—By: Richard Turcsik – Article for Grocery Headquarters—
Open wide and say “WOW!” That’s the most common reaction of shoppers as they walk through the doors at Metcalfe e fry Foods in the Milwaukee suburb of Wauwatosa, Wis. As classical music wafts in the background, shoppers stroll isles, admiring the eclectic blend of contemporary, classic and rustic-brick architecture while eying mouth-watering displays of fresh produce, store-made salads and rack upon rack of locally sourced breads, pies and cakes.
Thanks to a state-of-the-art lighting system, bottles of wine shimmer in the liquor department; in produce, peppers pop in brilliant hues of green, red and orange, while azaleas bloom in an explosion of pink, red and fuchsia in floral. In fact, everything—right down to the boxes of Hostess Twinkies and packs of Duracell batteries looks more colorful and vibrant than similar products at the Pick ‘n Save across the street.
Olive carpeting in the checkout area muffles the clanging cans and beeping scanners, adding to the serenity, as does something else-silence. Employers wear headsets that ensure shoppers at Metcalfe Sentry Foods will never hear the fingernails-on-chalkboard screech of a page.
“Our goal is very simple,” says Tim Metcalfe, a fourth generation grocer, who, with his brother Kevin, co-owns the Wauwatosa Sentry, along with units in Madison and Brookfield, Wis. “When someone walks through the front door, we want their shoulders to soften, the muscles in the side of their cheek to relax, their jaw to open and the word ‘wow’ to come out. We do that not by overstimulating them in terms of graphics and music and things moving, but with selection and presentation. That’s not different than what a lot of guys do, but we created a decor package and atmosphere within the store that makes the shopper feel comfortable.”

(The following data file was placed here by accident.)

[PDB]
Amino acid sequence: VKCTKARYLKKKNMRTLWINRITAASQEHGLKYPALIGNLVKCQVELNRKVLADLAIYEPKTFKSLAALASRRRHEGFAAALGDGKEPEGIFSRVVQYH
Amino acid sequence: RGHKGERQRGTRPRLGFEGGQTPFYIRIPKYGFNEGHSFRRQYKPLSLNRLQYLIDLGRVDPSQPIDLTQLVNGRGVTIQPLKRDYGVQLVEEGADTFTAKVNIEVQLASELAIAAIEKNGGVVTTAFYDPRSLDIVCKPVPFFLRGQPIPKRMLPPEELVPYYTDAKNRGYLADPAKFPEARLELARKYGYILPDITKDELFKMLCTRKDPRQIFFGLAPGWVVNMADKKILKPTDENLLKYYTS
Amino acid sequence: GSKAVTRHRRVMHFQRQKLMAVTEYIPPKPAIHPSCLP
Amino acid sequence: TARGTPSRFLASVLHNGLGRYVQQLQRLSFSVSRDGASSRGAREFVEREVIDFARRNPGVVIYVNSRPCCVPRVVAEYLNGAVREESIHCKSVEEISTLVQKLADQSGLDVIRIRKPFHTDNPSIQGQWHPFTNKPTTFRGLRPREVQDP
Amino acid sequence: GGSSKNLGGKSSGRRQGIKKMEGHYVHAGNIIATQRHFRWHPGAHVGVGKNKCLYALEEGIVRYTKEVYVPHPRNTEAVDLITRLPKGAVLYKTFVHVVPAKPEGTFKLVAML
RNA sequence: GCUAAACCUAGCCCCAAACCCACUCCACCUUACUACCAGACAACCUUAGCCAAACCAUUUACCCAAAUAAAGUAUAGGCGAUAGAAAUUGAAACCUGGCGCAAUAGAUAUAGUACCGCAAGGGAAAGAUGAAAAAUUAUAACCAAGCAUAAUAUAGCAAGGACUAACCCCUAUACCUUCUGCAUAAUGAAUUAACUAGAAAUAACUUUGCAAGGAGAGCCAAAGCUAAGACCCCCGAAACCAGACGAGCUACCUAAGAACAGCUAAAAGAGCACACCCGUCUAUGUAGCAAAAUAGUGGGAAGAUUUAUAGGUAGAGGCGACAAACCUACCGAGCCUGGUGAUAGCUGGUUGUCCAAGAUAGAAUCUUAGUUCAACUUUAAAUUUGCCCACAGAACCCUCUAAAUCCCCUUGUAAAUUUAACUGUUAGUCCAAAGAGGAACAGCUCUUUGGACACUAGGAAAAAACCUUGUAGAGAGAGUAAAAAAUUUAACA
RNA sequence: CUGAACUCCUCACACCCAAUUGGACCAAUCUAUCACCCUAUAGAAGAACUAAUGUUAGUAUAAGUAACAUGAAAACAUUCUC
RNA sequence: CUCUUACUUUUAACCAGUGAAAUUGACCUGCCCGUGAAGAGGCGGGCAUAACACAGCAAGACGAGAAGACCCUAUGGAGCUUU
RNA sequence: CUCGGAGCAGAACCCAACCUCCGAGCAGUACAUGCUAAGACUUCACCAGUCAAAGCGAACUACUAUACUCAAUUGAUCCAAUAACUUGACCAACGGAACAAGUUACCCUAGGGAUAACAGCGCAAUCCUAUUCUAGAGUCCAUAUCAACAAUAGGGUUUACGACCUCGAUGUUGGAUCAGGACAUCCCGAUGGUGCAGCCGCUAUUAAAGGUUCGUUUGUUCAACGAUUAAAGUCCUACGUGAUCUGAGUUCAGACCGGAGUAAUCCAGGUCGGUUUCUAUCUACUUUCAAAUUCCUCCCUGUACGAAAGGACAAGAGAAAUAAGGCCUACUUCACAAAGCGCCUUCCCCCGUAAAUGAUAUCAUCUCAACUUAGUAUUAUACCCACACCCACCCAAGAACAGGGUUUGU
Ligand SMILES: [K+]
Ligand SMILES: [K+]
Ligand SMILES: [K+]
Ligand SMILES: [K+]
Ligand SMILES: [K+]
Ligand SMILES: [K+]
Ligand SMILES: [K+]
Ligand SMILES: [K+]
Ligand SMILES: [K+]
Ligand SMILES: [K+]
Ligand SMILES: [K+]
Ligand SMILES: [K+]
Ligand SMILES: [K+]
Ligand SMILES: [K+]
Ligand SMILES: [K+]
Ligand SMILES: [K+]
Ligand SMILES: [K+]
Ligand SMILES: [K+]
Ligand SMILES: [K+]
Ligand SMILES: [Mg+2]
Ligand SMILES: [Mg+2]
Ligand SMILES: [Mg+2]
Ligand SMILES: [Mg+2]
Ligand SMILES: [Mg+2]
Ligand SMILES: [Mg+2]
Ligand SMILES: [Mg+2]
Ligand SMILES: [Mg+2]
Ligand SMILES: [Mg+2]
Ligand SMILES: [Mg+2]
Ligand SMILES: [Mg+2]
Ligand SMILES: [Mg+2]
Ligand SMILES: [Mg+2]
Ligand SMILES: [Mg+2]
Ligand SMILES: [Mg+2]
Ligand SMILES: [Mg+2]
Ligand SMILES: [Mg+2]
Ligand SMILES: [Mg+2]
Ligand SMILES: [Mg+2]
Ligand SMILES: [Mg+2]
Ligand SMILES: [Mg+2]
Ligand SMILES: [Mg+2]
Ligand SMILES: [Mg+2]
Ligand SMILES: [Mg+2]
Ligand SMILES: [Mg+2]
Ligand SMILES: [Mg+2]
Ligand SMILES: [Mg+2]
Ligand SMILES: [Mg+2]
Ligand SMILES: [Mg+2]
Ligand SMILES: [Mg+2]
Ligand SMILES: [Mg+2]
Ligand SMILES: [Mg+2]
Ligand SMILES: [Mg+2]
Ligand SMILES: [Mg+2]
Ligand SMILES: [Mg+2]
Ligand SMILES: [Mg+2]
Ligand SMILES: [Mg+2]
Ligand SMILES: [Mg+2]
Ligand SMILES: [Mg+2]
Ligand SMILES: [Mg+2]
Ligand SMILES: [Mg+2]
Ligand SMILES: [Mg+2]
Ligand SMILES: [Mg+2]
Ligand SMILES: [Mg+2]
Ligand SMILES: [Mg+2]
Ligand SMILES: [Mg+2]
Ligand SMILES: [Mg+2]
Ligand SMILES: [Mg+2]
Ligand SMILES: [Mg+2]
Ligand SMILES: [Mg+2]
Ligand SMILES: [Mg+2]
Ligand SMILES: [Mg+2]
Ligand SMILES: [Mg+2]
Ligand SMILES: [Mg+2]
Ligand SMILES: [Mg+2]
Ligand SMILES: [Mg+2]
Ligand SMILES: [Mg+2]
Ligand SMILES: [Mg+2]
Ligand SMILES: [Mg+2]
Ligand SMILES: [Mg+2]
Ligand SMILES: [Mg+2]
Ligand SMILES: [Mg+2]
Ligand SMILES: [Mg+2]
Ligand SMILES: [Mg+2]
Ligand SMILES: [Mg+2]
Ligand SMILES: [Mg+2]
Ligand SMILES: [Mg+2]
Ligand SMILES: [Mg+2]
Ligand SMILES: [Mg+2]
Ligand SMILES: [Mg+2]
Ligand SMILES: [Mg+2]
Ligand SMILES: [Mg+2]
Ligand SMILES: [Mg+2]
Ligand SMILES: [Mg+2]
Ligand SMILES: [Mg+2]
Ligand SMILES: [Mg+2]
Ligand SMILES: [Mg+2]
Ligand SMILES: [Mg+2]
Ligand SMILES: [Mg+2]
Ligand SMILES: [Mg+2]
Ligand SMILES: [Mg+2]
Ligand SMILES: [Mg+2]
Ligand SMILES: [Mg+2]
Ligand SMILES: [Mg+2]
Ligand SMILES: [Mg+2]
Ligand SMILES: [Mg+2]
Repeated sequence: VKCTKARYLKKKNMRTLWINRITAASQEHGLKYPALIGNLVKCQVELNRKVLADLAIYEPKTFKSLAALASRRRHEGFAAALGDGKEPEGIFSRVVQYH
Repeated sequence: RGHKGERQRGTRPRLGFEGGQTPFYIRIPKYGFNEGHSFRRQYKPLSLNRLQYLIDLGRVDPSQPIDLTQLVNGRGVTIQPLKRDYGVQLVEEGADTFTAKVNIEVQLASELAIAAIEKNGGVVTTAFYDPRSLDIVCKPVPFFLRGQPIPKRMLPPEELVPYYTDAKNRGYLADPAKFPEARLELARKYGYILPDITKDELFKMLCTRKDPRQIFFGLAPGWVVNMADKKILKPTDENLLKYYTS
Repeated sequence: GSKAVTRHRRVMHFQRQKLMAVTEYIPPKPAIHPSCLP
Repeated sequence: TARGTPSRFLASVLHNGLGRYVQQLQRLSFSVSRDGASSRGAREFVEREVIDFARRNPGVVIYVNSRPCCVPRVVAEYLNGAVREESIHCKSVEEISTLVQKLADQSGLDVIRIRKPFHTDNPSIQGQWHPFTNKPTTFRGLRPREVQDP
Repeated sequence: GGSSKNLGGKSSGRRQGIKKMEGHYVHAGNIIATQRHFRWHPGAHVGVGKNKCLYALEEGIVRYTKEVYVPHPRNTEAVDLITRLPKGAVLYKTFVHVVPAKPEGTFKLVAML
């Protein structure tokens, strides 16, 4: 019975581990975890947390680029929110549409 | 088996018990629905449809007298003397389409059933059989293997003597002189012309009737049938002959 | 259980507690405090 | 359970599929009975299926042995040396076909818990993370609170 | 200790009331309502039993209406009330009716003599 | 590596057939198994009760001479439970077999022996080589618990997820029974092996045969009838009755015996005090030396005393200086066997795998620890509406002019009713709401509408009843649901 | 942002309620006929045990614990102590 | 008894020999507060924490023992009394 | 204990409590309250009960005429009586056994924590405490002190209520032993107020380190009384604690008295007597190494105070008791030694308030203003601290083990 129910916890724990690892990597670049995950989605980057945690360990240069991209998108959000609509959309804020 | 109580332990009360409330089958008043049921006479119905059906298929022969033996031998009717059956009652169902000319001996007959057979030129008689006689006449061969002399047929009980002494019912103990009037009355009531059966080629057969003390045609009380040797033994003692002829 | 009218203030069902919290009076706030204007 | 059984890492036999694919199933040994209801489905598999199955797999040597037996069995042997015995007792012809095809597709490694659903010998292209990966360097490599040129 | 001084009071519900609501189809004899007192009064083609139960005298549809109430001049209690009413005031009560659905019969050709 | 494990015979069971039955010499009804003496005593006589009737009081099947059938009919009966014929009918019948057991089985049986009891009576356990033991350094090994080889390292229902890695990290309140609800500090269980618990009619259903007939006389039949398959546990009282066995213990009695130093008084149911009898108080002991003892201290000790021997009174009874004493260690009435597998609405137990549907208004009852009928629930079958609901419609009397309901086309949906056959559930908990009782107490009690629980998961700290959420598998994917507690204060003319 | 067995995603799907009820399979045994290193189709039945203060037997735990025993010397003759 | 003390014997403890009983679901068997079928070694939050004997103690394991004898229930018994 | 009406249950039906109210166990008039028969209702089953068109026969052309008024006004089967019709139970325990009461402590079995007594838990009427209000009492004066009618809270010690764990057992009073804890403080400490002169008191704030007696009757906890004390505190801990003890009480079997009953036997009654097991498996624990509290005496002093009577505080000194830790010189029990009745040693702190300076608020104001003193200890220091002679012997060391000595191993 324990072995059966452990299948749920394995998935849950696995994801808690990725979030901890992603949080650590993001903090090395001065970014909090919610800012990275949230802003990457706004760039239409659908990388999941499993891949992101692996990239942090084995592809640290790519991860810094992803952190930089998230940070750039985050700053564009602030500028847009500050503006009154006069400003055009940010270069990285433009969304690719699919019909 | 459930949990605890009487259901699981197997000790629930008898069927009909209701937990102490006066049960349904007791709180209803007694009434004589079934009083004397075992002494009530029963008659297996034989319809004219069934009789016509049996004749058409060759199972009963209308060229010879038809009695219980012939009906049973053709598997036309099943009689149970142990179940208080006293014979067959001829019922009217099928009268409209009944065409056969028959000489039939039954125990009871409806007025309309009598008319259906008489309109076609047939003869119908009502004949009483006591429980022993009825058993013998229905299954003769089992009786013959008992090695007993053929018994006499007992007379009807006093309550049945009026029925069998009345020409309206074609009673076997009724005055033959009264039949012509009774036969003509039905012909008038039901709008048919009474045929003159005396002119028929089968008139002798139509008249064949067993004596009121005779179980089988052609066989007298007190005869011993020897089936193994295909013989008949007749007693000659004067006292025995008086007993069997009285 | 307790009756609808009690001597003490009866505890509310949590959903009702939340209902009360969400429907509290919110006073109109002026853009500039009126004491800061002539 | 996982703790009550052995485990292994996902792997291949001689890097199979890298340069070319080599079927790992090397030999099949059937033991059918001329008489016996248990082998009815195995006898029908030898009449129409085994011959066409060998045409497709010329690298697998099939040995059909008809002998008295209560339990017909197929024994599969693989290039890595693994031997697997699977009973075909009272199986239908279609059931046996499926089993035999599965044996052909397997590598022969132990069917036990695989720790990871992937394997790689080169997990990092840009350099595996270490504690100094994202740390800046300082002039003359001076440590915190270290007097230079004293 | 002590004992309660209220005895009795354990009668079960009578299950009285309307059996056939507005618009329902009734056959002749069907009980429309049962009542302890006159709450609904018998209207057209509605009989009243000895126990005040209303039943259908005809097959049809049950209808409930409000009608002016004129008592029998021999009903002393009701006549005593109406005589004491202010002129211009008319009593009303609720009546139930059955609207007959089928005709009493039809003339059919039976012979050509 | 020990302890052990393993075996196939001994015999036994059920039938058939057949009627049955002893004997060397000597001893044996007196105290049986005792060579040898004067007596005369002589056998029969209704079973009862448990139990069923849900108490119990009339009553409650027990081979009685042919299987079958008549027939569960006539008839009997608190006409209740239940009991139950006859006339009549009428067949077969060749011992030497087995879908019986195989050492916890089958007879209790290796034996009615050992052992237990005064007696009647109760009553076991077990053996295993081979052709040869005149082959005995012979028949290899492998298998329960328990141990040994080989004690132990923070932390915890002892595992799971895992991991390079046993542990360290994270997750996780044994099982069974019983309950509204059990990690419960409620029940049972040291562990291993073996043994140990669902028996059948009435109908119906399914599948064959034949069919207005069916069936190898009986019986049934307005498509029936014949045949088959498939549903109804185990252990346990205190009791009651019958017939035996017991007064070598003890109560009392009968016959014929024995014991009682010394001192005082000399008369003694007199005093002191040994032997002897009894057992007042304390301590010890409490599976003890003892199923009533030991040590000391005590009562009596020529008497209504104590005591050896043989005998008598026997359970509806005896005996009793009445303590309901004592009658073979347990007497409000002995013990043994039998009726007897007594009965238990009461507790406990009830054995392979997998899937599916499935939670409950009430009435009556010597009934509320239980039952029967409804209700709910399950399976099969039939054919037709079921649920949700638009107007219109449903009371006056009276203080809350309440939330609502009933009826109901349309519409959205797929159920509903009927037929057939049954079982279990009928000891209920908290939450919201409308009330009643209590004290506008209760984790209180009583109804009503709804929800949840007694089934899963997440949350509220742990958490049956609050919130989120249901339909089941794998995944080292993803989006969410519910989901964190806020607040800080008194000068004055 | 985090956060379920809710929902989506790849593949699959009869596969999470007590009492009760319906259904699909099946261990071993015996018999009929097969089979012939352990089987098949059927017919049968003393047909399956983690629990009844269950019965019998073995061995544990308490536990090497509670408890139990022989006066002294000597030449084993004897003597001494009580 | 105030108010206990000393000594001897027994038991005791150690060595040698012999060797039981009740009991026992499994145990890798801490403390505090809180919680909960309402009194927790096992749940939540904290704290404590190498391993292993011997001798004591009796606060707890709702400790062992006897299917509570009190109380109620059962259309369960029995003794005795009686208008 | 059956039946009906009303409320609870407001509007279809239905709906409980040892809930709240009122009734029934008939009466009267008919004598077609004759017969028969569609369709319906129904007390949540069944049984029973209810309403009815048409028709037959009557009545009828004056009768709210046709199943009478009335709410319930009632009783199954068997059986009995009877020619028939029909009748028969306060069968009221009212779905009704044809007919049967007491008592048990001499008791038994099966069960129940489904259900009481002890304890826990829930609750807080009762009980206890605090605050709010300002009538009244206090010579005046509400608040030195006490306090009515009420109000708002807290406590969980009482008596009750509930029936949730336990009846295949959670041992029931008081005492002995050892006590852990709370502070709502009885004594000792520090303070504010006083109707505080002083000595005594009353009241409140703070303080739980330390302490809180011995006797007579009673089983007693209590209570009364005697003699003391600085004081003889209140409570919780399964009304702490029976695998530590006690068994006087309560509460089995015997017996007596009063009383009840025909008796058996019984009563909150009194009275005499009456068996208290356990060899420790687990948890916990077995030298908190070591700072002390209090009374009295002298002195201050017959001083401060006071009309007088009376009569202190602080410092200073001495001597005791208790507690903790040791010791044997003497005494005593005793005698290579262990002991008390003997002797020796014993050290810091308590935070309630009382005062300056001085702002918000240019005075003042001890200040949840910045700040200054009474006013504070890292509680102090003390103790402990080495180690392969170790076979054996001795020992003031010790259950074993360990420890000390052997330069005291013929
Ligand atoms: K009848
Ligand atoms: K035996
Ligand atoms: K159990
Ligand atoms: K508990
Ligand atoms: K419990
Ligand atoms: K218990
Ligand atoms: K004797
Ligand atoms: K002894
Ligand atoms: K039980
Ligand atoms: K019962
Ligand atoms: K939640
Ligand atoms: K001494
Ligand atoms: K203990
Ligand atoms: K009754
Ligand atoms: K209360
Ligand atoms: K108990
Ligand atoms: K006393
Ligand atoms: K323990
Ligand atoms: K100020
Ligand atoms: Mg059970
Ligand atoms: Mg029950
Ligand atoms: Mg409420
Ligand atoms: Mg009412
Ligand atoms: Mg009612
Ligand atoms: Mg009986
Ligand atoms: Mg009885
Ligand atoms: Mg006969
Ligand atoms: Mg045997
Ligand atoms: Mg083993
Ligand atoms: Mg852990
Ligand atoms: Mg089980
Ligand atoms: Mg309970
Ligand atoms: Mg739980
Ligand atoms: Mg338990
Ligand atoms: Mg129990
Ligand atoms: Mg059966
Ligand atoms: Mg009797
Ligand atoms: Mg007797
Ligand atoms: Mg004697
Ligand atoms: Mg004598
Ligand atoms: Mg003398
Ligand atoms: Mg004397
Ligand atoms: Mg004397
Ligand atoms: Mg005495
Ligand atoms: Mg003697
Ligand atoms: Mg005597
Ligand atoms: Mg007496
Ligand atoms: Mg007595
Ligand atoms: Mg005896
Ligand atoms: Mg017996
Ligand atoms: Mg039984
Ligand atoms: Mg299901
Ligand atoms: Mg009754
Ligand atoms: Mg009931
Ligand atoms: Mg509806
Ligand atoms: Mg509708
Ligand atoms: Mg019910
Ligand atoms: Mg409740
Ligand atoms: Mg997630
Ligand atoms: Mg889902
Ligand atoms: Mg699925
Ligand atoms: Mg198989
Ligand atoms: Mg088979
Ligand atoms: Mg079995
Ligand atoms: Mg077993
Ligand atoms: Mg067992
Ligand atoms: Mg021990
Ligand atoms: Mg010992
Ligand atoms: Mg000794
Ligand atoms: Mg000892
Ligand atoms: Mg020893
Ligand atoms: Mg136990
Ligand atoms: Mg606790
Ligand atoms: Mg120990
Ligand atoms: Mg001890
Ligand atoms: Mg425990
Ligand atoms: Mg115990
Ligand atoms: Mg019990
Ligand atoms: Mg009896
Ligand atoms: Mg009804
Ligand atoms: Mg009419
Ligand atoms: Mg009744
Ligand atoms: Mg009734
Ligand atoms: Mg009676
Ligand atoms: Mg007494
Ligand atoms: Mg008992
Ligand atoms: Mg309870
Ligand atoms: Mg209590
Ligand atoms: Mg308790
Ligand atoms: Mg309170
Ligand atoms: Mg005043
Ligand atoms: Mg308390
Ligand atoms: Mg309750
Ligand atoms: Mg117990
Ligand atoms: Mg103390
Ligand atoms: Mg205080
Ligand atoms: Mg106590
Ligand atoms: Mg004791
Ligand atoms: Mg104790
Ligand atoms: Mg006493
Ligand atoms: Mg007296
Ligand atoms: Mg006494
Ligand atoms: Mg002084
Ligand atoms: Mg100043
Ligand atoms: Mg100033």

Key, to that atmosphere is the lack of paging. Shoppers will never hear, “Clean up on Aisle 4,” “Register 9 is now open,” or even “Now serving Number 29. 29? Number 29? 30?” in the deli.
“When shoppers hear that, the hair on the back of their neck goes up, their anxiety level goes up, they think ‘They’re busy. I better get my stuff and get out of here,'” Metcalfe says. That’s why all Metcalfe Sentry associates wear headsets. If a customer has a question about product location the employee simply asks into the headset where it is and then escorts the shopper to the product.
“I challenge every retailer to go into their stores and listen to the stupid intercom and then ask yourself is this really adding to the experience of shopping my store?” Metcalfe says. “I don’t want my customer standing in front of the meat counter trying to make a decision worrying about the front end of my store.”
Likewise, he doesn’t want his customers fretting over Top 40 tunes in the background, so only classical music is played. ‘We get many, many comments about the music that we play,” Metcalfe says. “I don’t want people singing a song in their head. I want them looking at merchandise and making decisions on what they need to do.” He admits that employees and some customers – have requested that Top 40 tunes be played. ‘To me the purpose of the music is not to make the day go faster for the employee, but to create an environment that makes the customer want to come back and shop.”
And that’s what they are doing.
Since Sentry had its grand reopening in January, it’s been winning back shoppers from other area stores, reclaiming its position as Wauwatosa’s favorite supermarket. “We’ve been very, very pleased with the results,” Metcalfe says.